Combined omics analysis of cerebrospinal fluid is able to predict conversion from clinically isolated syndrome to clinically definite MS within 4 years
ECTRIMS Online Library. Probert F. 09/11/19; 278946; P586
Fay Probert
Fay Probert
Contributions
×
Abstract

Abstract: P586

Type: Poster Sessions

Abstract Category: Pathology and pathogenesis of MS - Biomarkers

F. Probert1, T. Yeo1,2, M. Sealey1, J. Palace3, D. Leppert4, J. Kuhle4, D.C. Anthony1

1Department of Pharmacology, Oxford University, Oxford, United Kingdom, 2National Neuroscience Institute, Singapore, Singapore, 3Nuffield Department of Clinical Neuroscience, Oxford University, Oxford, United Kingdom, 4University of Basel, Basel, Switzerland

Introduction: MS presents with an initial neurological attack, termed clinically isolated syndrome (CIS), however not all patients will convert to clinically definite MS (CDMS) and time to conversion varies. While the revised McDonald criteria uses a combination of clinical and radiological data along with the presence of oligoclonal bands (OCB) to diagnose MS earlier, there is no prognostic measure able to identify fast converters. Indeed, only 59% of OCB+ve CIS patients convert within 4 years.
Objectives/Aims: To determine whether metabolomics and proteomics analysis of cerebrospinal fluid (CSF) can predict early conversion from CIS to CDMS.
Methods: CSF samples were collected from 41 patients with CDMS, 71 patients with CIS, and 64 non-MS controls and analysed using a multi-omics methodology. This approach used nuclear magnetic resonance spectroscopy to measure over 100 serum metabolite concentrations and an aptamer-based proteomics assay (SOMAscan®) to measure over 5000 serum protein levels combined with multivariate feature selection and pathway analysis.
Results: Metabolomics analysis was able to diagnose CDMS and CIS with accuracies of 71±4% and 66±2% respectively. Interestingly, removal of CIS patients who tested negative for OCBs resulted in an improved accuracy of 68±3%. Further integration of the discriminatory metabolites confirmed that the CSF metabolite profile of the OCB+ve CIS patients is already indistinguishable from those with CDMS. Proteomics analysis further validated this, distinguishing OCB+ve CIS and CDMS patients from controls with accuracies of 82±3% and 75±4% respectively. The OCB+ve CIS and CDMS proteomics profiles were again indistinguishable. While OCB positivity can be used to diagnose MS, it is not predictive of early conversion; the area under the curve (AUC) is only 0.67 in patients who converted within 4 years. In contrast, our multi-omics approach identified these high risk patients with an AUC of 0.84.
Conclusions: These results indicate that combined metabolomics and proteomics analysis could not only be used as an adjunct in diagnosis of CDMS but could be used as a prognostic test to identify CIS patients at high risk of a second clinical attack within 4 years of onset. To date, this is the only reported method able to offer such prognostic information and future work will determine if this method can be used routinely in a clinical setting.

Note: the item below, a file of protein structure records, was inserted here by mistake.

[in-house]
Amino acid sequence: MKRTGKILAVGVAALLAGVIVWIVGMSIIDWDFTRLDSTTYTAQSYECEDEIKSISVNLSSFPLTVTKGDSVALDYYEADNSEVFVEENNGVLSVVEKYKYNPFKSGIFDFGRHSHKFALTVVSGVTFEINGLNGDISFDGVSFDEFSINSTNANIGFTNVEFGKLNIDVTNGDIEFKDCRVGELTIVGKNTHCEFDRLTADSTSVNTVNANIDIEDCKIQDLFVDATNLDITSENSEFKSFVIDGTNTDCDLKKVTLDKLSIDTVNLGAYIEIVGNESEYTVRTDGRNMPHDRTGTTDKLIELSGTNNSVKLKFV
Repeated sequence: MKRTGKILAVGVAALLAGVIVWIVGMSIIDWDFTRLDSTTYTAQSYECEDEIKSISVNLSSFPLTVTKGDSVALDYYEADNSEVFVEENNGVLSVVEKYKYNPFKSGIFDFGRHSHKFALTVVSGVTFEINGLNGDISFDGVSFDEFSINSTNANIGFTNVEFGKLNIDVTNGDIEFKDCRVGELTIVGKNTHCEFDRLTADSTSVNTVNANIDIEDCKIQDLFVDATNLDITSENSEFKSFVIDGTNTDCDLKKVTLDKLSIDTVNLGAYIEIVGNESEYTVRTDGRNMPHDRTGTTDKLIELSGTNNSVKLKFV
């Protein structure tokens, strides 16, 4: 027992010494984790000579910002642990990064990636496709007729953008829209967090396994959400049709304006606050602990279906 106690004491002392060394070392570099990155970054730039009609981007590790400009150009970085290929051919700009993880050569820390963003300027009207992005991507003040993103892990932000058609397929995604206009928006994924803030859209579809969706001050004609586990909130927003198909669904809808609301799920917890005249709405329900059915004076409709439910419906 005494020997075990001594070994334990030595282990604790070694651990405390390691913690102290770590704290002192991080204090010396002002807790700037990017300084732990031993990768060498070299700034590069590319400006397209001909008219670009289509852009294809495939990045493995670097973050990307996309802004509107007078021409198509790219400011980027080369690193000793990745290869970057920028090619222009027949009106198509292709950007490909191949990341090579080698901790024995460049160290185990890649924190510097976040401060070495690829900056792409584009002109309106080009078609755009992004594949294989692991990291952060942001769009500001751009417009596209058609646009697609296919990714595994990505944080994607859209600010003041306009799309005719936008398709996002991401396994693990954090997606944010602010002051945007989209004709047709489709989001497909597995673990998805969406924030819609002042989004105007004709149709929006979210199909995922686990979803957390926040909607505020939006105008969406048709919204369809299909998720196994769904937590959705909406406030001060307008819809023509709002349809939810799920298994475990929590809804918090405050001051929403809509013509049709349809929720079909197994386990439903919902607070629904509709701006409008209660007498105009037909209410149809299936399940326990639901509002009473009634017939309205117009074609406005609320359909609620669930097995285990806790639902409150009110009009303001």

Disclosure: Fay Probert: nothing to disclose.
Tianrong Yeo: nothing to disclose.
Megan Sealey: nothing to disclose.
Jacqueline Palace: Jacqueline Palace is partly funded by highly specialised services to run a national congenital myasthenia service and a neuromyelitis service. She has received support for scientific meetings and honorariums for advisory work from Merck Serono, Biogen Idec, Novartis, Teva, Chugai Pharma and Bayer Schering, Alexion, Roche, Genzyme, MedImmune, EuroImmun, MedDay, Abide and ARGENX, and grants from Merck Serono, Novartis, Biogen Idec, Teva, Abide, MEDIMMUNE and Bayer Schering. She has received grants from the MS society, Guthie Jackson Foundation, NIHR, Oxford Health Services Research Committee, EDEN, MRC, GMSI, and John Fell for research studies.
David Leppert: has been a Novartis employee until 2019/1.
Jens Kuhle: received and exclusively used for research support: consulting fees from Biogen, Novartis, Protagen AG, Roche, and Teva; speaker fees from the Swiss MS Society, Biogen, Genzyme, Merck, Novartis, Roche; travel expenses from Merck Serono, Novartis, and Roche; and grants from the ECTRIMS Research Fellowship Programme, University of Basel, Swiss MS Society, Swiss National Research Foundation (320030_160221), Bayer, Biogen, Genzyme, Merck, Novartis, and Roche.
Daniel C Anthony: nothing to disclose.

By clicking “Accept Terms & all Cookies” or by continuing to browse, you agree to the storing of third-party cookies on your device to enhance your user experience and agree to the user terms and conditions of this learning management system (LMS).

Cookie Settings
Accept Terms & all Cookies